Editor’s Note: This viewpoint was originally a prepared statement presented to a Senate committee during its hearings on tobacco control legislation on February 10, 1998.
Mr. Chairman and Members of the Committee, I am pleased to be here with my distinguished colleagues to discuss current research findings and future research directions on one of the Nation’s deadliest and most costly health problems—use of tobacco products. It is addiction to nicotine that is at the root of this enormous burden.
An addictive drug
Scientific research has determined that nicotine is in fact a highly addictive drug. Nicotine addiction, like other drug addictions, is characterized by compulsive drug seeking and use, even in the face...
(The entire section is 1479 words.)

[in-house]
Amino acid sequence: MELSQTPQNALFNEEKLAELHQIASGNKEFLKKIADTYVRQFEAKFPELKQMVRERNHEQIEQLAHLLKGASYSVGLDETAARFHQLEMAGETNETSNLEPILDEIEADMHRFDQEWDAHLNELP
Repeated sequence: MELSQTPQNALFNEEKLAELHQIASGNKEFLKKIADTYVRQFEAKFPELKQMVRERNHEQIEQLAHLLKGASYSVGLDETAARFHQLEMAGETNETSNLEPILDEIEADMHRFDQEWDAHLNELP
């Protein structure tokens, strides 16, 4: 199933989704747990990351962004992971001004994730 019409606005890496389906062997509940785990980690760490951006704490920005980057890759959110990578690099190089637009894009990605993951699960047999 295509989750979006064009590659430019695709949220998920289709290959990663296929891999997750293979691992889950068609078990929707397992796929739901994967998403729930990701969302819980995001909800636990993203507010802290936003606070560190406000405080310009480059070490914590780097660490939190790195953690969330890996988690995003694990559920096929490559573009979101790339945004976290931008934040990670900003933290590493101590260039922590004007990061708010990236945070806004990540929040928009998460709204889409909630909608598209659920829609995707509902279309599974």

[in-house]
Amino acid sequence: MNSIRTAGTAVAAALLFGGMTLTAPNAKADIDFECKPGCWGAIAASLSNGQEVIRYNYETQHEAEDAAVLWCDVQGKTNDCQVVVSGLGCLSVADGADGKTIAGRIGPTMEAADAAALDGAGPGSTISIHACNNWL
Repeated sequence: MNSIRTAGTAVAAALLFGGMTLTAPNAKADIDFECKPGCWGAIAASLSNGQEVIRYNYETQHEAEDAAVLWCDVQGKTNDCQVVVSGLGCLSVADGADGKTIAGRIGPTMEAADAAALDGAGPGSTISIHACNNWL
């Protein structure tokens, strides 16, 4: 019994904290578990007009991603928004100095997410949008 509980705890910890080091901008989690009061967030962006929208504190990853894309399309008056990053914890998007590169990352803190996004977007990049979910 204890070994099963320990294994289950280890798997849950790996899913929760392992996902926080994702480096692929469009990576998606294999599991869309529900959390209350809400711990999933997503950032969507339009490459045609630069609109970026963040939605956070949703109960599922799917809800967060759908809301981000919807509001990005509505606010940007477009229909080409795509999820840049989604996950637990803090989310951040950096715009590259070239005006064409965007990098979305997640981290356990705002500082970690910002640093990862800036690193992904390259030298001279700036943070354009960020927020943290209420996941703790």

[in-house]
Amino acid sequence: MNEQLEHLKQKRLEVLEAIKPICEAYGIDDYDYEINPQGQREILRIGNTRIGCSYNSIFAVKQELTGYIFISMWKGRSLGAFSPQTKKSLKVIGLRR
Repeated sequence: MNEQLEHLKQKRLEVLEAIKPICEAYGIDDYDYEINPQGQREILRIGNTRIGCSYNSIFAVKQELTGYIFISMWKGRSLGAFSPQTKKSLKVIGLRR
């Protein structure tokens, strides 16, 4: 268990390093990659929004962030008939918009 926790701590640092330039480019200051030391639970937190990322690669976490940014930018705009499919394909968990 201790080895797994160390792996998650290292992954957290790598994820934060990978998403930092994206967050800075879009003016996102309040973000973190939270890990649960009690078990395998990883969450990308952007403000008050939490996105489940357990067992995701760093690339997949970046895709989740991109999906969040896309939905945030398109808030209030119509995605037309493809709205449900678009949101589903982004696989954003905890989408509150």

Smokers Are Not Necessarily Addicted to Nicotine
Richard J. DeGrandpre, an independent scholar of drugs and culture, is coeditor of Drug Policy and Human Nature and coauthor of The Changeable Self.
Summary: Nicotine dependency is not necessarily the reason that some people acquire a cigarette smoking habit. The fact that only a minority of smokers who attempt to quit have success with nicotinereplacement therapy suggests that nonchemical or environmental factors may trigger the desire to smoke. Public health advocates who insist that nicotine is the addictive agent in cigarettes only exacerbate the problem by leading smokers to believe that they are enslaved by a drug. A fuller understanding of the varieties of addiction is needed to help curb cigarette addiction.